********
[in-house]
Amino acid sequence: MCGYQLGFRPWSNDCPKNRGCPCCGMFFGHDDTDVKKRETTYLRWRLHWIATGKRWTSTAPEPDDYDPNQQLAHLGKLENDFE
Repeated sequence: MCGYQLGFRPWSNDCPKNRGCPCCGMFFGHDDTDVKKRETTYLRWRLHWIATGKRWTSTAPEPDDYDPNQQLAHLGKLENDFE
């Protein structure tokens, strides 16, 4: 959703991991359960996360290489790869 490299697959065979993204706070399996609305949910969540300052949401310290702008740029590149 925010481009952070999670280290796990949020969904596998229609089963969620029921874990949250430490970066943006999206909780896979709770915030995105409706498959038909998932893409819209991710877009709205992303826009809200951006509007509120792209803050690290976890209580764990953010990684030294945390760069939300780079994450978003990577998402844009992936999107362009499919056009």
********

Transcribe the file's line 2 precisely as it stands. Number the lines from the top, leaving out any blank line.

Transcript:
Amino acid sequence: MCGYQLGFRPWSNDCPKNRGCPCCGMFFGHDDTDVKKRETTYLRWRLHWIATGKRWTSTAPEPDDYDPNQQLAHLGKLENDFE